During its first 140 years, the United States Constitution underwent a series of changes intended to extend voting rights to those who were not white or didn’t own property - but as the American experiment entered the 20th Century, half the adult population still had no protection to vote.
    Though they certainly had political opinions, women could not cast a ballot in most states. That changed with passage of the 19th Amendment.

    July 13, 2014 1 Photo

  • renee-storyteller.jpg Cherokee, Tlingit storytellers to share their craft during special NSU event

    Two Native American cultures will be represented during a storytelling workshop featuring Cherokee Gayle Ross and Tlingit and Cherokee dancer and storyteller Gene Tagaban, of Seattle.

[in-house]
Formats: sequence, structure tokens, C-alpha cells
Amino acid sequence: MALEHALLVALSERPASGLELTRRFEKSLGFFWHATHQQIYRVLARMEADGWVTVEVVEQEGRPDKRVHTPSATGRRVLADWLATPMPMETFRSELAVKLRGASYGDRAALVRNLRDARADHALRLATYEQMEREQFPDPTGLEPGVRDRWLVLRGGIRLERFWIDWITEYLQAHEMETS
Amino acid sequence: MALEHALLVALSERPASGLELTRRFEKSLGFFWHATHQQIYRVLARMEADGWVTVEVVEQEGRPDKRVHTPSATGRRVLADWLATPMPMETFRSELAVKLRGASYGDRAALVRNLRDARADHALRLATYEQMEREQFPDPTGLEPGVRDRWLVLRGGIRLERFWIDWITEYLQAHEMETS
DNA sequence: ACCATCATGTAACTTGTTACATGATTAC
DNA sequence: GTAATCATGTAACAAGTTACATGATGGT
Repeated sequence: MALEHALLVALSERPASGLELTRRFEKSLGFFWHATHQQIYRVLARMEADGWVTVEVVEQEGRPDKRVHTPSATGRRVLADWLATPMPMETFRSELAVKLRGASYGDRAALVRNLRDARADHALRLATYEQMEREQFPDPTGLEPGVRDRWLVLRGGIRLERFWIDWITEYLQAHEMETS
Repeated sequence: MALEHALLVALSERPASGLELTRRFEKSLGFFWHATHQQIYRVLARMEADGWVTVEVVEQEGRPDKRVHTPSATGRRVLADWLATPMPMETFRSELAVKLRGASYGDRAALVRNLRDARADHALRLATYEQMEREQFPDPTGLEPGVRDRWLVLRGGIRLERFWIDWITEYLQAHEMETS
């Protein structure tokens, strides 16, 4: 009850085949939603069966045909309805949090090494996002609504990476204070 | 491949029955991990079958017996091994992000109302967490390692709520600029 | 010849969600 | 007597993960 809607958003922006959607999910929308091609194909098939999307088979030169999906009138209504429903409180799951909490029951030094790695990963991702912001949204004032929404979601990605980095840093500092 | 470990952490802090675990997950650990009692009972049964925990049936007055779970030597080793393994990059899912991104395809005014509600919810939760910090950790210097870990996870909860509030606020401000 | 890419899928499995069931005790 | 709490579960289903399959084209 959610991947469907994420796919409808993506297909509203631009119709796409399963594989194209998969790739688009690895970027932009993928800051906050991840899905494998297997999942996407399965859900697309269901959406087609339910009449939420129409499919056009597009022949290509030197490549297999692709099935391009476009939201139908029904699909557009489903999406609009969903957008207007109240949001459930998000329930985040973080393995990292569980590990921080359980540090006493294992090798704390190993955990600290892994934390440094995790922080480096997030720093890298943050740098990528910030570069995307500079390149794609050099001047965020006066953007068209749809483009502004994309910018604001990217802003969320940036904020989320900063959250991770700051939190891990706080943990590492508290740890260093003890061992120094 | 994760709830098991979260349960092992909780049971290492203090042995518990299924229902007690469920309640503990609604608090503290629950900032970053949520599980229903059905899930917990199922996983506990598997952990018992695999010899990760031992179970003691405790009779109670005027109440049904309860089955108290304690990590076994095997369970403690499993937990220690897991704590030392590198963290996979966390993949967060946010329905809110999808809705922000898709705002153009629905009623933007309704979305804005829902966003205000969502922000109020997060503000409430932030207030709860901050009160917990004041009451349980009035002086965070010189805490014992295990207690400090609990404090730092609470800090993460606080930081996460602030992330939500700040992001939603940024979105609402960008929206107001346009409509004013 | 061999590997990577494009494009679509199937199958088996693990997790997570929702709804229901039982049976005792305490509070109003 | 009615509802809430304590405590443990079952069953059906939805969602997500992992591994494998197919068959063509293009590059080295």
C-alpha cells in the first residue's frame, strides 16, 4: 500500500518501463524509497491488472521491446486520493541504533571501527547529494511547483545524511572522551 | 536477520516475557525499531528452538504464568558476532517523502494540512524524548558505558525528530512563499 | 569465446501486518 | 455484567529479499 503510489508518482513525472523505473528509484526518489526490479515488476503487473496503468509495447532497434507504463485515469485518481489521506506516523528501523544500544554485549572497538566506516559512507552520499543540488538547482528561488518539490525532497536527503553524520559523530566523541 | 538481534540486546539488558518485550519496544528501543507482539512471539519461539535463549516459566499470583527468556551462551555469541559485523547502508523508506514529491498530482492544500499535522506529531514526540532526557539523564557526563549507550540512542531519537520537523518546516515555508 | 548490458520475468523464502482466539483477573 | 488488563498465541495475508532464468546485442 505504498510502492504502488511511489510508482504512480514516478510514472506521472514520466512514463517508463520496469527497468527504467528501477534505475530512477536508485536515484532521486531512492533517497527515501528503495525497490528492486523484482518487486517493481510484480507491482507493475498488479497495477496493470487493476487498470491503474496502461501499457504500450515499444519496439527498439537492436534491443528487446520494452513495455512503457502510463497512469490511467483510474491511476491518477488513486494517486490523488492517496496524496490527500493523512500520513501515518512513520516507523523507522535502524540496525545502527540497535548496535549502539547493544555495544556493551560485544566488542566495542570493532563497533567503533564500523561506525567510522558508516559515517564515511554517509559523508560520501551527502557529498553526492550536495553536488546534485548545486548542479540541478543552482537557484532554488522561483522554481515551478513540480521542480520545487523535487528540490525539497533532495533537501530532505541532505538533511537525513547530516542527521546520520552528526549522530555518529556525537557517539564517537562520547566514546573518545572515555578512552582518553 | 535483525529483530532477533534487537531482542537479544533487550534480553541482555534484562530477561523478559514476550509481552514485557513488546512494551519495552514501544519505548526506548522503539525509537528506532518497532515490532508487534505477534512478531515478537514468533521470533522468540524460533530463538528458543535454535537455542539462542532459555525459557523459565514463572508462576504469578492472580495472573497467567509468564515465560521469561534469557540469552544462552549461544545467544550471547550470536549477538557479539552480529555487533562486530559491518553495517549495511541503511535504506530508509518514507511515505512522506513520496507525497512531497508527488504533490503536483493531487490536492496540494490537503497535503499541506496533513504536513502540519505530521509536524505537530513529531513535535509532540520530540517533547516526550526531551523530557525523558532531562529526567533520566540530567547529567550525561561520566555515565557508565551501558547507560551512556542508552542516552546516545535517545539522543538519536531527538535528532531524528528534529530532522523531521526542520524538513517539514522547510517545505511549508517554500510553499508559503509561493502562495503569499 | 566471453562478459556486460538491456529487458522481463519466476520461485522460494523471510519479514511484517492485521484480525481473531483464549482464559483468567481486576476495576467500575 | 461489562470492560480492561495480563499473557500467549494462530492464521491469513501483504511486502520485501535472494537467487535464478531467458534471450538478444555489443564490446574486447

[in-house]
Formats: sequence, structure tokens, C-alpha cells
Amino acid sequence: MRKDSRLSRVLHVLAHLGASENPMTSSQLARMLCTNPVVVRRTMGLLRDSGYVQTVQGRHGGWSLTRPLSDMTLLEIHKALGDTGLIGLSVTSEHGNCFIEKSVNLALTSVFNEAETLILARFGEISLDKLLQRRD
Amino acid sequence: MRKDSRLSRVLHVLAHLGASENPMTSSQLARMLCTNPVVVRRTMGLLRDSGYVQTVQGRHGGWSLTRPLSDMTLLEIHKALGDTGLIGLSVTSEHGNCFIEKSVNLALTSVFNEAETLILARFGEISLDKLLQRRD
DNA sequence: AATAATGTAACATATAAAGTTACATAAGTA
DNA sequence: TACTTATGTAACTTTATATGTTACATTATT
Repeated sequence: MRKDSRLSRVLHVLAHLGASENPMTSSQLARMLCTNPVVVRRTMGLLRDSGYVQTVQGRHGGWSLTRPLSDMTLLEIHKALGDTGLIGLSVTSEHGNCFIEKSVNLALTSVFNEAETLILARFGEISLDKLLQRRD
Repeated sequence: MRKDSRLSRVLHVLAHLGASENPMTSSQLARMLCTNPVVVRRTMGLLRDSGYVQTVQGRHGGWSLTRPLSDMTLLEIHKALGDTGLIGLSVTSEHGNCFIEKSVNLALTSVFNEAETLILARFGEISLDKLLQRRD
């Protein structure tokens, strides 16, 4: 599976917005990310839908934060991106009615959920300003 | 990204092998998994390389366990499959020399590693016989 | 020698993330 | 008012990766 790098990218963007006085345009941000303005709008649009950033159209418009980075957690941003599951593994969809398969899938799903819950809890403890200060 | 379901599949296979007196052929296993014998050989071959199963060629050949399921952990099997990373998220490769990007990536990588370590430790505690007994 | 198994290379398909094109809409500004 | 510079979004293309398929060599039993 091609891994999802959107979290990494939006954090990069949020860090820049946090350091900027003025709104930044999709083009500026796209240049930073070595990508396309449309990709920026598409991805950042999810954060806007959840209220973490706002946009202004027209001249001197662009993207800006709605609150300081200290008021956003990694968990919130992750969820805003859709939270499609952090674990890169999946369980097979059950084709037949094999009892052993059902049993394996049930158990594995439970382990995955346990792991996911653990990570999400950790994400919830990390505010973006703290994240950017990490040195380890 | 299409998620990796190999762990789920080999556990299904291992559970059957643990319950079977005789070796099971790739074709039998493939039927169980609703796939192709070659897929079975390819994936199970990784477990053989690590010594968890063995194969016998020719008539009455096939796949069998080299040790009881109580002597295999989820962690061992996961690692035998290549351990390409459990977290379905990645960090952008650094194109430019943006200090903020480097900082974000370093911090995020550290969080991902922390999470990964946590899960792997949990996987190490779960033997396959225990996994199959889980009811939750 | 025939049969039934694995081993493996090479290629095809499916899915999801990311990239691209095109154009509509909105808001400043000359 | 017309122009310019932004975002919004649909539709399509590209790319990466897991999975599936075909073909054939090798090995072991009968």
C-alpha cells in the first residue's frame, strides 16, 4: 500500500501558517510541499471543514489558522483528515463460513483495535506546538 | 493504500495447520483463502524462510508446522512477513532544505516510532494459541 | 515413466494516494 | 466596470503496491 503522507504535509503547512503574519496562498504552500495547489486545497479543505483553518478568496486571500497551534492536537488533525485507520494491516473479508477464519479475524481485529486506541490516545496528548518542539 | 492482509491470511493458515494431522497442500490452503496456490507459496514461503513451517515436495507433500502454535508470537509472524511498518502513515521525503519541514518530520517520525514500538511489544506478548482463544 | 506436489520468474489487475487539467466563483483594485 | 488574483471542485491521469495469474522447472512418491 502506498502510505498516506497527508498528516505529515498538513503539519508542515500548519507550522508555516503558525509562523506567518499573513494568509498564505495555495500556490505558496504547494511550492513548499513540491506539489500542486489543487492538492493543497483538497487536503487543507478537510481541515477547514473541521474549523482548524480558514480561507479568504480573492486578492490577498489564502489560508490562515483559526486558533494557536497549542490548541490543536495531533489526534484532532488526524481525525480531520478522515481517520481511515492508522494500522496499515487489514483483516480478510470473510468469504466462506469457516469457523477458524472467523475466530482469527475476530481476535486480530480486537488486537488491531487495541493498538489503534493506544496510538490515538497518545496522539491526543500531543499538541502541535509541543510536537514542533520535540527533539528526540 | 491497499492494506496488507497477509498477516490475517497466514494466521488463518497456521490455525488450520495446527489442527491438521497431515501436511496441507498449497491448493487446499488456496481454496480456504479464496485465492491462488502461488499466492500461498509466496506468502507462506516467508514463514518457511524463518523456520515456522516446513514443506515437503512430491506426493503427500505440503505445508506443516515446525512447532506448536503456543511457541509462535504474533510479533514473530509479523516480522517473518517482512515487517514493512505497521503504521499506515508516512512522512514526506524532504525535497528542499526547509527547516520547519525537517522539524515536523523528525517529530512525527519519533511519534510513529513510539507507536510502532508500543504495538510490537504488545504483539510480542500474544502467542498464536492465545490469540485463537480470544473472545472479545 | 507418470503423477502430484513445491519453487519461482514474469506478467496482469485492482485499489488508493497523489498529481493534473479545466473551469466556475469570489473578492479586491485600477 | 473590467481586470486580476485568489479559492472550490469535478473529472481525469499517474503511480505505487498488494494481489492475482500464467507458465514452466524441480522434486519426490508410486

July 10, 2014 1 Photo


Do you believe school administrators and college presidents in Oklahoma are paid too much?

Strongly agree.
Somewhat agree.
Somewhat disagree.
Strongly disagree.
     View Results
Tahlequah Daily Press Twitter
Follow us on twitter
AP Video
Raw: Japanese Soldiers Storm Beach in Exercises Raw: Weapons Fire Hits UN School in Gaza Raw: Rocket Launches Into Space With Cargo Ship Broken Water Main Floods UCLA Two Women Narrowly Avoid Being Hit by Train In Virginia, the Rise of a New Space Coast New Sanctions on Key Sectors of Russian Economy Crayola Announces Family Attraction in Orlando US Ready to Slap New Sanctions on Russia Kerry: Not Worried About Israeli Criticism Boater Rescued From Edge of Kentucky Dam Girl Struck by Plane on Florida Beach Dies Rodents Rampant in Gardens Around Louvre House to Vote on Slimmed-down Bill for Border Looming Demand Could Undercut Flight Safety Raw: 2 Shells Hit Fuel Tank at Gaza Power Plant Raw: Massive Explosions From Airstrikes in Gaza Giant Ketchup Bottle Water Tower Up for Sale Easier Nuclear Construction Promises Fall Short Kerry: Humanitarian Cease-fire Efforts Continue